ALLEGAN — Sales are not a problem for Perrigo Co. plc.
The lack of a robust new product pipeline and pricing pressures as more competitors enter the market have been the primary issues ailing the company, along with customer service issues, CEO Murray Kessler told investor this week.
In a presentation at the annual JPMorgan Healthcare Conference in San Francisco, Kessler outlined a new vision to turn around Perrigo and shift back to a consumer-focused company involved in “self-care.”
“It’s a great company ripe for a turnaround and that’s got great bones. We know what we need to do to get it fixed,” said Kessler
Kessler took over in October at Perrigo, which is based in Ireland but operated from Allegan. He’s the corporation’s third CEO in a year and the fourth in four years.
Kessler used the JPMorgan presentation to roll out Perrigo’s new vision: “To make lives better by bringing quality, affordable self-care products that consumers trust everywhere they are sold.” He called that an “evolution” from the prior vision of providing “quality, affordable health care.”
Under that new vision, Perrigo will look to expand into new product categories such as oral care, probiotics, therapeutic-based skin care, and nutraceuticals, which are food or food components that have health benefits.
“We will turn this vision into our playbook,” Kessler said. “We want to open up our portfolio of products and categories into areas that we wouldn’t have traditionally looked at.”
A former tobacco executive with 35 years of leadership experience in consumer product companies, Kessler attributed Perrigo’s revenue decline in part to pricing pressures that stem from drug makers moving into over-the-counter medications to grow volumes.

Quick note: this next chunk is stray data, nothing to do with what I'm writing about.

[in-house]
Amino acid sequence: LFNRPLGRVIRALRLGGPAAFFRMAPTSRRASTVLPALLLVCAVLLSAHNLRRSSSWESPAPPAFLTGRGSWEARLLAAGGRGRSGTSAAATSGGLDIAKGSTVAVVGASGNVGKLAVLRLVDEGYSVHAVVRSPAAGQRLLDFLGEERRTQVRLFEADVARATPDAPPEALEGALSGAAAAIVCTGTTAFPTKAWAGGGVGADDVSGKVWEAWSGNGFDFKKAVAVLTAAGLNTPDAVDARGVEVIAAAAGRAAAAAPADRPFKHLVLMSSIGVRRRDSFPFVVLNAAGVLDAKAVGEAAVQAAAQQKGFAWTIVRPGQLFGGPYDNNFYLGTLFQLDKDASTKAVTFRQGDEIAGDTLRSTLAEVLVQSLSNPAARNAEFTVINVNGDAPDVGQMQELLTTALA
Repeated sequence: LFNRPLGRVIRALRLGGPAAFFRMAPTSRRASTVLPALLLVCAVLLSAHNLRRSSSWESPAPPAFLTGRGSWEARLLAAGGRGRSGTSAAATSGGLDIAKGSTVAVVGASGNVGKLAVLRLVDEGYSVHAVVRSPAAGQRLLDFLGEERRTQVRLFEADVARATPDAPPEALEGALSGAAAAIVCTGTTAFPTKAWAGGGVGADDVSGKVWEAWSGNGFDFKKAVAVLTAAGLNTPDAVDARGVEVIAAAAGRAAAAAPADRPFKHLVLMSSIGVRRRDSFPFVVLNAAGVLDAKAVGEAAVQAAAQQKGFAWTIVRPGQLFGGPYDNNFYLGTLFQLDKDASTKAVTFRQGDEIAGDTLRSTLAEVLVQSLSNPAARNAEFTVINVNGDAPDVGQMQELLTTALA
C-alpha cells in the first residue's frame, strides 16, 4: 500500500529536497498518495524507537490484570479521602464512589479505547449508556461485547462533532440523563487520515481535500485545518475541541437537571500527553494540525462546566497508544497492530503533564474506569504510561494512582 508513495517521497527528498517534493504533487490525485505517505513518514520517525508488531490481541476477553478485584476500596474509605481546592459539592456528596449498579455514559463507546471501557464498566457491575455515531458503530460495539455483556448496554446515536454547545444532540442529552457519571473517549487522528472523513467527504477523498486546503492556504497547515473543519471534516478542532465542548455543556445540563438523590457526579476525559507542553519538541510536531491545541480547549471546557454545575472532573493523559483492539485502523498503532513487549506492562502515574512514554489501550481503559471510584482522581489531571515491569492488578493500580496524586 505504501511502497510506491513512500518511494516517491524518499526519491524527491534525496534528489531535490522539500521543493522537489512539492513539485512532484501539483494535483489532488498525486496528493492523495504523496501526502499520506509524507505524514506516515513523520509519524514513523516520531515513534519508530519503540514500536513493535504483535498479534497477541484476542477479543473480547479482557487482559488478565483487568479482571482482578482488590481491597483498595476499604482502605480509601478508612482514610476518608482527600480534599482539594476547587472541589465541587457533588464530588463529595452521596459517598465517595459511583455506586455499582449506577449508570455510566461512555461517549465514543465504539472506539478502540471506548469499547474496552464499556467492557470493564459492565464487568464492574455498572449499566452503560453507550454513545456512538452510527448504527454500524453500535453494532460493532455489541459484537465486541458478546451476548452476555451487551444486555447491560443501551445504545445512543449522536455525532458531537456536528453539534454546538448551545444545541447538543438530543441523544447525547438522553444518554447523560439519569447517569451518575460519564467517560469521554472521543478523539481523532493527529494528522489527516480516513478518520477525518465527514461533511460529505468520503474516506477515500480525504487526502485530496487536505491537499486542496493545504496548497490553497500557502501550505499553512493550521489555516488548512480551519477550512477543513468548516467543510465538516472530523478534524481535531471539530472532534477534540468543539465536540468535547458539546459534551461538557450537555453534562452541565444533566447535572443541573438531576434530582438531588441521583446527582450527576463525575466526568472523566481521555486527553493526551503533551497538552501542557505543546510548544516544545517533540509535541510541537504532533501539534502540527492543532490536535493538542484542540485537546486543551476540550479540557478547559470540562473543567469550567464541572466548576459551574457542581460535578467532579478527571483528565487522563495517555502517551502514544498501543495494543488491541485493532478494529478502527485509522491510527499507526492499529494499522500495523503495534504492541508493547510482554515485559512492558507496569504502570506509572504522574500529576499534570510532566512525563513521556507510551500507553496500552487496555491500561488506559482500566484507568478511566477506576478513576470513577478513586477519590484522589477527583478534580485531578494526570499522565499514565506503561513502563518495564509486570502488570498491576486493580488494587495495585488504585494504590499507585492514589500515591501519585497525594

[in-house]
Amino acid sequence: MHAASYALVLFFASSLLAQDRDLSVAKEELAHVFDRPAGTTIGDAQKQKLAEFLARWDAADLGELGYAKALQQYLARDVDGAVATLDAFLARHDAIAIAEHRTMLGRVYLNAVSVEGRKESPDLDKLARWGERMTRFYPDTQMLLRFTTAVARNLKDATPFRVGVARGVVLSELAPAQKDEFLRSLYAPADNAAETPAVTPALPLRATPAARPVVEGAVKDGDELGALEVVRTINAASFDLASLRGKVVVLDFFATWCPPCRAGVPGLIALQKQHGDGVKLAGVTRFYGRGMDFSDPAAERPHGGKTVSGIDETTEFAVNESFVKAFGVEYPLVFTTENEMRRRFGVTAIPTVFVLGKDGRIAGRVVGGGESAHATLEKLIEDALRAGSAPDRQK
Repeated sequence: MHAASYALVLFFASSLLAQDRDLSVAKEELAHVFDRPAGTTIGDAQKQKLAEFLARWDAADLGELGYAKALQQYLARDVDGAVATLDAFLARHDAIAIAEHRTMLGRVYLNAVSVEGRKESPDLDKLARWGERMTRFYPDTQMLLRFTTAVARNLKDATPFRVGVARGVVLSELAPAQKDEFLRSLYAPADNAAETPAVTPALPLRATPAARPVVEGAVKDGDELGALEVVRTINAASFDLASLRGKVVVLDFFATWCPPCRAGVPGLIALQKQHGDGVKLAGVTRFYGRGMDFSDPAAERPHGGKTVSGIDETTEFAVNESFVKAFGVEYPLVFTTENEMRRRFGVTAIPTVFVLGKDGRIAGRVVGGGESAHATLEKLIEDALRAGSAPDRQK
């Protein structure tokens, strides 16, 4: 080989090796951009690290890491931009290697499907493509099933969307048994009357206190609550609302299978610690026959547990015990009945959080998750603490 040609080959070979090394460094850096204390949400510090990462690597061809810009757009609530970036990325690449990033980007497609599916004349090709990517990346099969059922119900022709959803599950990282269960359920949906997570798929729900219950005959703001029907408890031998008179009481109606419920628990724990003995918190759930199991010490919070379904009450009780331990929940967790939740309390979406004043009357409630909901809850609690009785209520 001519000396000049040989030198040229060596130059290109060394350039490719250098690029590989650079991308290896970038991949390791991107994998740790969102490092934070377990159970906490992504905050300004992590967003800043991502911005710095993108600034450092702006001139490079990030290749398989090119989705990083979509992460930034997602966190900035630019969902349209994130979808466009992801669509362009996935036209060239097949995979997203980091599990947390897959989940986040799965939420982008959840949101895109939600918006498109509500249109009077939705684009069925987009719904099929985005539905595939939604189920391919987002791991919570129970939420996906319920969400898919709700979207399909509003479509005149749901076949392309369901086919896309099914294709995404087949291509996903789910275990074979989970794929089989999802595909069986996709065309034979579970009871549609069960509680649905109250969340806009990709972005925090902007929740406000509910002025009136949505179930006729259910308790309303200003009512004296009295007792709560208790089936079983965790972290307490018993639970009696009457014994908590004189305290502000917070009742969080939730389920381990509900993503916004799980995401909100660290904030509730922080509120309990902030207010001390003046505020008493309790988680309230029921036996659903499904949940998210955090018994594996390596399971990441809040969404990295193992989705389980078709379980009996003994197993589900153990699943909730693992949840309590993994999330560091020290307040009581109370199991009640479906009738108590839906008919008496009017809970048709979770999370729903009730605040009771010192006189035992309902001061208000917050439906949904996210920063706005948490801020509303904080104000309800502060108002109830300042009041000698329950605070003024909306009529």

At the same time, there’s been a slowdown in the medications coming off patent protection and transitioning to over-the-counter status, resulting “in a new product pipeline that isn’t nearly as robust and contributing the way it had in prior years,” Kessler said.
“In the absence of that very robust new product pipeline, you see the sales get softer and a little bit lackluster,” he said.
Online sellers such as Amazon.com that take away sales of OTC medication from the likes of Walmart and CVS stores also contribute to pricing pressure that affects revenues, Kessler said.
Perrigo in November reported lower revenues of $1.13 billion for the third quarter, down 8 percent from the $1.23 billion in the same period a year earlier. The company recorded a quarterly net loss of $68 million, or 49 cents per diluted share. That compares with net income of $45 million, or 32 cent per diluted share, in the third quarter of 2017.
Nine-month revenues declined 3.6 percent to $3.66 billion with net income of $49.6 million.
Kessler said Perrigo would provide analysts with sales and earnings guidance for 2019 at the company’s annual investor day in April.
Brokerage analysts presently expect Perrigo to report net sales of $1.18 billion for the fourth quarter of 2018, versus $1.28 billion a year earlier, when it reports results in the coming weeks.
Analysts project flat net sales of $1.2 billion for the current first quarter of 2019 and $4.69 billion for the full year. A year ago, the company recorded first quarter net sales of $1.22 billion.
As Perrigo faltered, its share price has been hit hard this, falling by 55 percent.
Despite the revenue declines of late, Perrigo’s core U.S. consumer business continues to grow volumes and gain market share in “almost every” product category, Kessler said.
“We have no problem with consumers buying our products,” he said. “Our brands are healthy.”
Kessler intends to roll out far more detail for Perrigo’s turnaround plan in April. That plan will hinge on pivoting Perrigo to focus on consumer products as the company plans to sell or spin out its generic drug business. The company will invest in more technology such as business intelligence, innovate faster, evaluate bolt-on acquisitions, and expand capacity, he said.
Perrigo’s production facilities are now running 24 hours a day, seven days a week.
“Volume is up and we have pressed them to the max,” Kessler said. “We are not meeting certain amounts of demand, which is crazy, so we will open up those opportunities.”
Kessler pointed to a November 2018 IRI Worldwide report that pegged the global “self-care” market at $450 billion. The Chicago-based IRI’s report defines self-care as including as “all decisions people make or activities they participate in to ensure health and wellness for themselves and their families.”